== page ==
as describing the purpose of the first, but as giving a distinct and independent power to do any act they please,
which might be for the good of the Union, would render all the preceding and subsequent enumerations of power
completely useless. It would reduce the whole instrument to a single phrase, that of instituting a Congress with
power to do whatever would be for the good of the United States; and as they would be the sole judges of the good
or evil, it would be also a power to do whatever evil they pleased. It is an established rule of construction, where a
phrase will bear either of two meanings, to give it that which will allow some meaning to the other parts of the
instrument, and not that which will render all the others useless. Certainly no such universal power was meant to
be given them. It was intended to lace them up straitly within the enumerated powers, and those without which, as
means, these powers could not be carried into effect. It is known that the very power now proposed as a means,
was rejected as an end by the convention which formed the constitution. A proposition was made to them, to
authorize Congress to open parials, and an amendatory one, to empower them to incorporate. But the whole was
rejected; and one of the reasons of rejection urged in debate was, that they then would have a power to erect a
bank, which would render the great cities, where there were prejudices and jealousies on that subject, adverse to
the reception of the constitution.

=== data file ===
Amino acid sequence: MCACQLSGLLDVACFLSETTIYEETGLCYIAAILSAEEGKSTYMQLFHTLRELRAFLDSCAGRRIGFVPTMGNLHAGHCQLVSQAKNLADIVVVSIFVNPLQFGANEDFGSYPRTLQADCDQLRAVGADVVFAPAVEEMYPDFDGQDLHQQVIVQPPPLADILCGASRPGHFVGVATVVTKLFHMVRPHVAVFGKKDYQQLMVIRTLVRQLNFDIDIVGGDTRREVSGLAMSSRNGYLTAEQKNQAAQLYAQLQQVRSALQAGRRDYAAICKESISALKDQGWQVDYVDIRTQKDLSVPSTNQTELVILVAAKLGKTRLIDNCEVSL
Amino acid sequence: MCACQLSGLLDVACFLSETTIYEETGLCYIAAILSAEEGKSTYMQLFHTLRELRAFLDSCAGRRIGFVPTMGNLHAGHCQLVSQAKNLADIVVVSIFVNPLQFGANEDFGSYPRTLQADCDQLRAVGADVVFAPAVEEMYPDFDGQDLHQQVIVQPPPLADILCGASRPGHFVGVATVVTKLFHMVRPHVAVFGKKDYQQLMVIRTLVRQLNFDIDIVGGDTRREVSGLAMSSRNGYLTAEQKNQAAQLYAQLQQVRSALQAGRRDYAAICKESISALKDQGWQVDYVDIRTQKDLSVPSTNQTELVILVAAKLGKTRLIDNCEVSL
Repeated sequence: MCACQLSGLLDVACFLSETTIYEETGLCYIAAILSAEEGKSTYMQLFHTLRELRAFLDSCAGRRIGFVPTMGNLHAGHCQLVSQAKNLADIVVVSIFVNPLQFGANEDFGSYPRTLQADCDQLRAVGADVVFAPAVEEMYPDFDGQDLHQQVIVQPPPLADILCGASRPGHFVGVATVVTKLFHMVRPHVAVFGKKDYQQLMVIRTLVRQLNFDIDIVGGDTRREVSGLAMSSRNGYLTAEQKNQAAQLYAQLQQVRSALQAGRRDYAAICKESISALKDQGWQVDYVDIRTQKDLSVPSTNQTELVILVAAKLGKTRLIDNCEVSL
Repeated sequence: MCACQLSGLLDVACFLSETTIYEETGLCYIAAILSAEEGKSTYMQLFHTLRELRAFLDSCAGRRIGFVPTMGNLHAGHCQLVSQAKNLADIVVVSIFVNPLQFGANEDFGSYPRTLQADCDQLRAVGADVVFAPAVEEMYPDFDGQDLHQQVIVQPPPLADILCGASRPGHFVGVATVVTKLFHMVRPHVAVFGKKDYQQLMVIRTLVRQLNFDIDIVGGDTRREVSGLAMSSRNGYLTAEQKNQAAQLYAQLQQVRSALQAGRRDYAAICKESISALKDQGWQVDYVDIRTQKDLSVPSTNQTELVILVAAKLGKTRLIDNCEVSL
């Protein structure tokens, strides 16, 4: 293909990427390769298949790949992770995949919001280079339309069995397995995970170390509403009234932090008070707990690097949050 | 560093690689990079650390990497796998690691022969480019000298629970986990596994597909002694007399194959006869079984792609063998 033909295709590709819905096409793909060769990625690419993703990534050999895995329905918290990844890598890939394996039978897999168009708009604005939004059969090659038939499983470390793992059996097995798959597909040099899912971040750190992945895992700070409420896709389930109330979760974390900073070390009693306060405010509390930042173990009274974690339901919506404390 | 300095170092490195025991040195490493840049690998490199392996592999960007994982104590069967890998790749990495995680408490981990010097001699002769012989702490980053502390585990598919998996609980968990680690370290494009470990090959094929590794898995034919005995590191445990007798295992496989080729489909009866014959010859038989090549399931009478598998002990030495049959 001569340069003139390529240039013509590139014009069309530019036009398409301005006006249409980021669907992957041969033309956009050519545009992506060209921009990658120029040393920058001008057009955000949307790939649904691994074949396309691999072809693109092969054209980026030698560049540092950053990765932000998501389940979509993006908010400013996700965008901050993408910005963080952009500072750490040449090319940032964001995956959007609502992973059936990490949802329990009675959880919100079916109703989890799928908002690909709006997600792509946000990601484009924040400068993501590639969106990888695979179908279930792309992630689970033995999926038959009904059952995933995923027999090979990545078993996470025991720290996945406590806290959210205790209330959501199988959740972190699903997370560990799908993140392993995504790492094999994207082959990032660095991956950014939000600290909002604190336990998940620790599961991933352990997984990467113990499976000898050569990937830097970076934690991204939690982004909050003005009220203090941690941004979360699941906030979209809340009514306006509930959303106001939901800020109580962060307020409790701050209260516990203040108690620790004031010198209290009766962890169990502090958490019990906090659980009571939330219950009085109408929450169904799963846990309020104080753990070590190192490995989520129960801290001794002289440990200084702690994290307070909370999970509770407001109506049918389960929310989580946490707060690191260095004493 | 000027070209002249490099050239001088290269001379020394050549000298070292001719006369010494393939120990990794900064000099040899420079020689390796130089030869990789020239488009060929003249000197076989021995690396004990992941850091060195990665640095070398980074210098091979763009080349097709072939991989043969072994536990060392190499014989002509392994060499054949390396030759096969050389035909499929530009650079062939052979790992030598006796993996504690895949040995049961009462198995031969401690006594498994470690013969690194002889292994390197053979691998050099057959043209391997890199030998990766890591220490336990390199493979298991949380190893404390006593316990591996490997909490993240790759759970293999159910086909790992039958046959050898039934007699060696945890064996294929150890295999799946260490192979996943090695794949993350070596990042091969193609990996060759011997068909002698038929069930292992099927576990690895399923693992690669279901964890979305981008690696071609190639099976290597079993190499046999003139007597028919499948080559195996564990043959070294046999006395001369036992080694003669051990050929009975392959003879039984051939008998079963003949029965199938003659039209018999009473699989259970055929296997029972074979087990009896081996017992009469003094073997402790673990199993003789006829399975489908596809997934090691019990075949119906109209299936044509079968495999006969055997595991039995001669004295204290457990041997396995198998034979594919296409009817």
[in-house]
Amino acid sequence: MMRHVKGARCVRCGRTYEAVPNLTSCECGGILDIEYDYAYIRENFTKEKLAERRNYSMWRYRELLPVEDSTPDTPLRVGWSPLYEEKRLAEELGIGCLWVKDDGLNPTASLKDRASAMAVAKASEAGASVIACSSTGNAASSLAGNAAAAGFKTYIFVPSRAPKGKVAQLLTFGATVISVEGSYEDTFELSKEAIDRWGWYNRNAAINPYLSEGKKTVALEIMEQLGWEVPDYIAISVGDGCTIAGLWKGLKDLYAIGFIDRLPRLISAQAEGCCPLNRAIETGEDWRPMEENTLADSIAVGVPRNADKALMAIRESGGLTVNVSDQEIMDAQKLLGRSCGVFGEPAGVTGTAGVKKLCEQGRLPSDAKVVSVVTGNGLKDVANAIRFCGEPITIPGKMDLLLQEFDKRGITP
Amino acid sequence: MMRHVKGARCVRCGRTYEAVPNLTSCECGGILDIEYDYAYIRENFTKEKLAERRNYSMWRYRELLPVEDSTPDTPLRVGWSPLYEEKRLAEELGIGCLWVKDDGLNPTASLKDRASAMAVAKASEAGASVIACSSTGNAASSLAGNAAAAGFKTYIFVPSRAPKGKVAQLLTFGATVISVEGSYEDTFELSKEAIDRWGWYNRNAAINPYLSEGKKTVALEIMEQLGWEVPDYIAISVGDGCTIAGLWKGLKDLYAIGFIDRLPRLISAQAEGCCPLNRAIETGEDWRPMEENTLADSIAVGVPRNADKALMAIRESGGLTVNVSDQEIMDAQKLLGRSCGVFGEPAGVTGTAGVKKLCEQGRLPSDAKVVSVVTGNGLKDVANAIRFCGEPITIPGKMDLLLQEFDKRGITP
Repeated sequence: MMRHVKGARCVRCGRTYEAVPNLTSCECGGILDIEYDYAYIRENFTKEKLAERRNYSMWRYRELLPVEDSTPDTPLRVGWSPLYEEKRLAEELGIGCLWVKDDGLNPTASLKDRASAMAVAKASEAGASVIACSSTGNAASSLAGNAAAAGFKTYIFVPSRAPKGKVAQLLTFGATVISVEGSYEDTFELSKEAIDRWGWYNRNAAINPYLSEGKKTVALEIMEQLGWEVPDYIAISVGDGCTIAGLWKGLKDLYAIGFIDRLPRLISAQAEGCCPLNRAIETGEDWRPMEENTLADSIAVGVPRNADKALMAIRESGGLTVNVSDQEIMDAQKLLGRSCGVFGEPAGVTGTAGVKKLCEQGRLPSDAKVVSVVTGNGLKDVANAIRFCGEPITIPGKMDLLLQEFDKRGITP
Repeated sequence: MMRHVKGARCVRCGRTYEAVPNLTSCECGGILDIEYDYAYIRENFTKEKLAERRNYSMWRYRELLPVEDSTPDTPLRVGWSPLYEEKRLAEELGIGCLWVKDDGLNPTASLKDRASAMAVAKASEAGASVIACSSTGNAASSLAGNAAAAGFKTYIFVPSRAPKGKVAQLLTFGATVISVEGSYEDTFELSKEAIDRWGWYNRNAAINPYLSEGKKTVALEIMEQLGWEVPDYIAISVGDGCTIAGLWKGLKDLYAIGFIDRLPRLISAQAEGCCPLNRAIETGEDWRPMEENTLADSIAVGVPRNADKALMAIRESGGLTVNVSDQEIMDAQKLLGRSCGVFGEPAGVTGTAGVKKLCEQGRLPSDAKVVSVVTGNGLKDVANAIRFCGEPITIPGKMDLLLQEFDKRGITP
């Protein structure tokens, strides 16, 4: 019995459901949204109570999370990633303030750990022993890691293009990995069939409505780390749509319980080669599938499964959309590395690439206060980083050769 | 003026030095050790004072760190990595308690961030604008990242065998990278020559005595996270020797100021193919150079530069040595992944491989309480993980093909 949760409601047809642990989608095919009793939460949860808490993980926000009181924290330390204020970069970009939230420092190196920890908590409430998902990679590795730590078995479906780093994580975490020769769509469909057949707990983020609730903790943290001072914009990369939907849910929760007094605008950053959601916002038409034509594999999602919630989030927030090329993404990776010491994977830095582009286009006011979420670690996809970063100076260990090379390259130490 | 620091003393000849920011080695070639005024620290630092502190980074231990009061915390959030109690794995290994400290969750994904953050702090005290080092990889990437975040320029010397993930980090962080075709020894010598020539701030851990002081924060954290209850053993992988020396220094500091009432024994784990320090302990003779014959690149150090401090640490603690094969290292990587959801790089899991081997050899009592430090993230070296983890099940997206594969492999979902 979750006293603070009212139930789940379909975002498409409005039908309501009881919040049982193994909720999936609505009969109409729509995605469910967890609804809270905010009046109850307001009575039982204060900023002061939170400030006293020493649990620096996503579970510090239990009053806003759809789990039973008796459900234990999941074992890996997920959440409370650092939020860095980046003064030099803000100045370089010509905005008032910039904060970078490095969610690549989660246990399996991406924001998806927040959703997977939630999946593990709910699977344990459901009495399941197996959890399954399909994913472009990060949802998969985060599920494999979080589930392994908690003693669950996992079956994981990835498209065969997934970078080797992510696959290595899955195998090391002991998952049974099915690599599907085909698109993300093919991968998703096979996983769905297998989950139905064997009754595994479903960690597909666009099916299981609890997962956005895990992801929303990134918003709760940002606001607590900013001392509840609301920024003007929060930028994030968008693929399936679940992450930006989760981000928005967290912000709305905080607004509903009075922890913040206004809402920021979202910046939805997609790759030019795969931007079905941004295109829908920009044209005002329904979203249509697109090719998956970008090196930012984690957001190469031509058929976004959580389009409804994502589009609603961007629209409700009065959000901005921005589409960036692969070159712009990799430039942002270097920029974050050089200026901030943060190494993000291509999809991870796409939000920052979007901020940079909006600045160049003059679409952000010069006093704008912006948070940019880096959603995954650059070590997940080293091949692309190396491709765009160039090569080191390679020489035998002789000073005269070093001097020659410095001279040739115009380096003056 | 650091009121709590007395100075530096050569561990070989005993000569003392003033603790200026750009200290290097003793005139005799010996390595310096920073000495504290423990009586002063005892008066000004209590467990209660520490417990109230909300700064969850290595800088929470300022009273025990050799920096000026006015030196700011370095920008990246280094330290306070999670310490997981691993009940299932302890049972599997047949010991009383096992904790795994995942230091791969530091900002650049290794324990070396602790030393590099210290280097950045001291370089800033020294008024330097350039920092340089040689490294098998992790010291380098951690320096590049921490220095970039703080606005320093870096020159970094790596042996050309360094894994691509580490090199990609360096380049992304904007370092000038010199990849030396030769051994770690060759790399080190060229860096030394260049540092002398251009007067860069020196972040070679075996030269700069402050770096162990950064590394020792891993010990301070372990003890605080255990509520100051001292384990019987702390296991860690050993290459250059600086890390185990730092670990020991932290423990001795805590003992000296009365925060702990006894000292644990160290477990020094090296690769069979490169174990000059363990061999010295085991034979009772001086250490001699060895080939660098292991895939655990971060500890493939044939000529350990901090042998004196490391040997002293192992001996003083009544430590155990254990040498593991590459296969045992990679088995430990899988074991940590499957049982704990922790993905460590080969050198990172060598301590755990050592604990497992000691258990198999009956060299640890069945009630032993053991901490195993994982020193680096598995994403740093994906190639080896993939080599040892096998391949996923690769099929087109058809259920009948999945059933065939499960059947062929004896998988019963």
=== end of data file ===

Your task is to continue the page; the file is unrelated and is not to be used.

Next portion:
2. The second general phrase is, 'to make all laws necessary and proper for carrying into execution the enumerated
powers.' But they can all be carried into execution without a bank. A bank, therefore, is not necessary, and
consequently, not authorized by this phrase.
It has been much urged, that a bank will give great facility or convenience in the collection of taxes. Suppose this
were true: yet the constitution allows only the means which are 'necessary' not those which are merely 'convenient'
for effecting the enumerated powers. If such a latitude of construction be allowed to this phrase, as to give any
non-enumerated power, it will go to every one; for there is no one which ingenuity may not torture into a
convenience, in some way or other, to some one of so long a list of enumerated powers. It would swallow up all
the delegated powers, and reduce the whole to one phrase, as before observed. Therefore it was, that the
constitution restrained them to the necessary means, that is to say, to those means without which the grant of the
power would be nugatory.
But let us examine this 'convenience,' and see what it is. The report on this subject, page 2, states the only general
convenience to be, the preventing the transportation and re-transportation of money between the States and the
treasury. (For I pass over the increase of circulating medium ascribed to it as a merit, and which, according to my
ideas of paper money, is clearly a demerit.) Every State will have to pay a sum of tax-money into the treasury; and
the treasury will have to pay in every State a part of the interest on the public debt, and salaries to the officers of
government resident in that State. In most of the States, there will be still a surplus of tax-money, to come up to
the seat of government, for the officers residing there. The payments of interest and salary in each State, may be
made by treasury orders on the state collector. This will take up the greater part of the money he has collected in
his State and consequently prevent the great mass of it from being drawn out of the state. If there be a balance of
commerce in favor of that State, against the one in which the government resides, the surplus of taxes will be